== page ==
Matching Learning Querying Human Resources.pdf


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Matching, Learning and Querying Information from the HR Domain

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tutions) required to change one set into the other. It is very appropriate for
computing the transformation costs from a CV into a job offer.
Concerning b), setting up adequate knowledge bases that capture recruitment terminology in a precise and easily extendable way is a crucial success
factor. So far, no such knowledge bases exist. However, our existing matching
technology is based on valuable recruitment taxonomies. These taxonomies are
structured thesaurus and vocabularies for the description of skills in different scenarios such as the education, job market and training courses respectively. These
taxonomies provide us a complete skill and competence classification which is
based on existing European and international standards and classifications, and
therefore, represent a terminological basis for the standard description of skills,
competences, occupations as well as applicant profiles, job vacancies, and job
requirements, etc. or for describing professional degrees, study programs, courses, and so on. To illustrate why taxonomies are important for us, let us suppose
that a job offer requests a person skilled in Java, and we have a candidate who
is skilled in JavaScript. We can compute the shortest path between Java and
JavaScript in the recruitment taxonomy. The transformation cost can be based
on the length of this path. In this way, short paths leads to low replacement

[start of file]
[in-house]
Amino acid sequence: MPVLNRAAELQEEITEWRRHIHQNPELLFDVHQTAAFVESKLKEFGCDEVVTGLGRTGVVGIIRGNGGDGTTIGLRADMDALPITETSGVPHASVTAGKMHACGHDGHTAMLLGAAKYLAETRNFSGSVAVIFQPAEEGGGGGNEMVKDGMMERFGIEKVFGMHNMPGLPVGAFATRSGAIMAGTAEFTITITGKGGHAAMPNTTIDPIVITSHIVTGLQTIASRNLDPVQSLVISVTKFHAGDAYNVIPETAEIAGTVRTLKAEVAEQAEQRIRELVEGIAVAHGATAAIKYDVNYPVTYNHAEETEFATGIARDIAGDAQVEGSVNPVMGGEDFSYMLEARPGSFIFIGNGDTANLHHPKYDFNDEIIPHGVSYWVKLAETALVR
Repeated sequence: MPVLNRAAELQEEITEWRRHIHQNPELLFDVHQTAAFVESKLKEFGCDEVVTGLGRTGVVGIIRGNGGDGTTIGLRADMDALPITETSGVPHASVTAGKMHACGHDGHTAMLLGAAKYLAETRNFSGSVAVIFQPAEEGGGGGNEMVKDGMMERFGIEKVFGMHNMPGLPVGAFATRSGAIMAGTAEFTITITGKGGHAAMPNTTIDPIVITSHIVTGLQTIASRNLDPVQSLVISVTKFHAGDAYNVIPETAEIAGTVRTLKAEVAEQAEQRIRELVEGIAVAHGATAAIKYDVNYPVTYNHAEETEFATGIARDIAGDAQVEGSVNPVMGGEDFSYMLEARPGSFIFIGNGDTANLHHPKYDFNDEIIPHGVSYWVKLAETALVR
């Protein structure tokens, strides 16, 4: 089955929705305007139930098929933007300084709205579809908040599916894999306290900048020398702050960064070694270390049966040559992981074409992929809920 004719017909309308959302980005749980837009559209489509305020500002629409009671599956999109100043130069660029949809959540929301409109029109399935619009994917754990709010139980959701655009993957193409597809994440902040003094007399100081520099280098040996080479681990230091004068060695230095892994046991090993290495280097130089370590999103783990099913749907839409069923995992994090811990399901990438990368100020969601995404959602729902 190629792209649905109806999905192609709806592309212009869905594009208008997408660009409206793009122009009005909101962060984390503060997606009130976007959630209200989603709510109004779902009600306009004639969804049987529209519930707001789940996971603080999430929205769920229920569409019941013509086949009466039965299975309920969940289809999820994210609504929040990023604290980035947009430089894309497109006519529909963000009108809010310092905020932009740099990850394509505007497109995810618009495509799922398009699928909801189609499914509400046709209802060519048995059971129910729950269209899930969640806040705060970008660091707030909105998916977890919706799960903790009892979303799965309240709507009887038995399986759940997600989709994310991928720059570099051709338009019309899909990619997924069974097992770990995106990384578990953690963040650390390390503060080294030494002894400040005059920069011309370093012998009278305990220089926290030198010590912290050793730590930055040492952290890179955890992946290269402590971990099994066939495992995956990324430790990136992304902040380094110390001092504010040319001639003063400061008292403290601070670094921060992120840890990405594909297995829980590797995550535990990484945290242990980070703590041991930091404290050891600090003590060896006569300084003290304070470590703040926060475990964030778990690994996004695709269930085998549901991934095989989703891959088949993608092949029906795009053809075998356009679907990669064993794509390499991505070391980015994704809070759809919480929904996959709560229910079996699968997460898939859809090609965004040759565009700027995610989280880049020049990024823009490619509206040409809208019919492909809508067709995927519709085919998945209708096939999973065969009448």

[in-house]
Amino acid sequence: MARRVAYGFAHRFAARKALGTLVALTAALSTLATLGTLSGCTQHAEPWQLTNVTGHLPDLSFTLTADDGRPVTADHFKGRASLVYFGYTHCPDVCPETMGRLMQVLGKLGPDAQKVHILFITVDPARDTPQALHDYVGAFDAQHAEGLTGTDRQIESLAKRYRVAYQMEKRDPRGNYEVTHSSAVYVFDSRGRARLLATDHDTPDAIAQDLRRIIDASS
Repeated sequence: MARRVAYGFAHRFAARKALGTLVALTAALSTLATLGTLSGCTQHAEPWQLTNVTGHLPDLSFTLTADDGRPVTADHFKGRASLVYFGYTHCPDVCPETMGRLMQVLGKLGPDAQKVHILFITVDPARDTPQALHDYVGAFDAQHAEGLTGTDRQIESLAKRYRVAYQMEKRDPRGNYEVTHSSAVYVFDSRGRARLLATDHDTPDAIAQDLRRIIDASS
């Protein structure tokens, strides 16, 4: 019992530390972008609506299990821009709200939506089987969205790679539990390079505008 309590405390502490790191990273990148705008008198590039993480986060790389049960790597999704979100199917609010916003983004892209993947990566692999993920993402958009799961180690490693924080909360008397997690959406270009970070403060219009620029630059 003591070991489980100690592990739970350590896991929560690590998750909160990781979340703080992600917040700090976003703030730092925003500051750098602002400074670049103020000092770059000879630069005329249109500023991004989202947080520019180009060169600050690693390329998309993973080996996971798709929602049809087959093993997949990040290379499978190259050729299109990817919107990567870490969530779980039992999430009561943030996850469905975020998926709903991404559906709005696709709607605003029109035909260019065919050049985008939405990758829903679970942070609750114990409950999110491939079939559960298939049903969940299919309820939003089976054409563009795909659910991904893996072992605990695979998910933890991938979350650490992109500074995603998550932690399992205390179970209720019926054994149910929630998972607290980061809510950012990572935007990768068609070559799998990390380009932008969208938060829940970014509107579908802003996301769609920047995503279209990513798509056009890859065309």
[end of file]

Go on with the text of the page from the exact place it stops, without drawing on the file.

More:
costs, and on the contrary; longer paths may lead to higher replacement costs.
If there is no path between them, or even this path is not appropriate enough
(i.e. too long) then we can consider insertion and deletion costs.
Concerning c), Suitability of an applicant profile api to a job offer jo needs
also to consider the minimum cost of element insertions and deletions which
transforms the applicant profile api into the job offer jo. These costs are going
to be used when an applicant profile have a different number of elements than
those requested in the job offer or computing the replacement cost between
elements is not possible. The computation of these costs is of vital importance
because it helps us to characterize the behavior of the people who was involved
in the training stage. Insertion cost is an estimation of how much it could cost
to a potential candidate to acquire an element requested by the job offer.
Deletion cost is an estimation about the impact of having a not requested
element. For example, an expert could think that candidates holding not requested elements could be unhappy, unmotivated, could request a higher salary
or be willing to leave the company in a short period of time. The penalty to be
applied can be high, if the person in the training phase tends to penalize overqualification, null if the person does not care about additional (although not
requested) elements, or even negative, if the person training the model thinks
that additional elements are far from hurting. It is also important to note that
we cannot have an unique value for insertions and deletions costs. For instance,
it is much more expensive (in terms of effort, time and money) acquiring a new
university degree that some certain level of mastery in a programming language
or technology.
Concerning d) the weighting schema is the way a person could increase or decrease the importance of the elements within a given set. Considering a weighting
schema is important because it allows job recruiters giving more importance to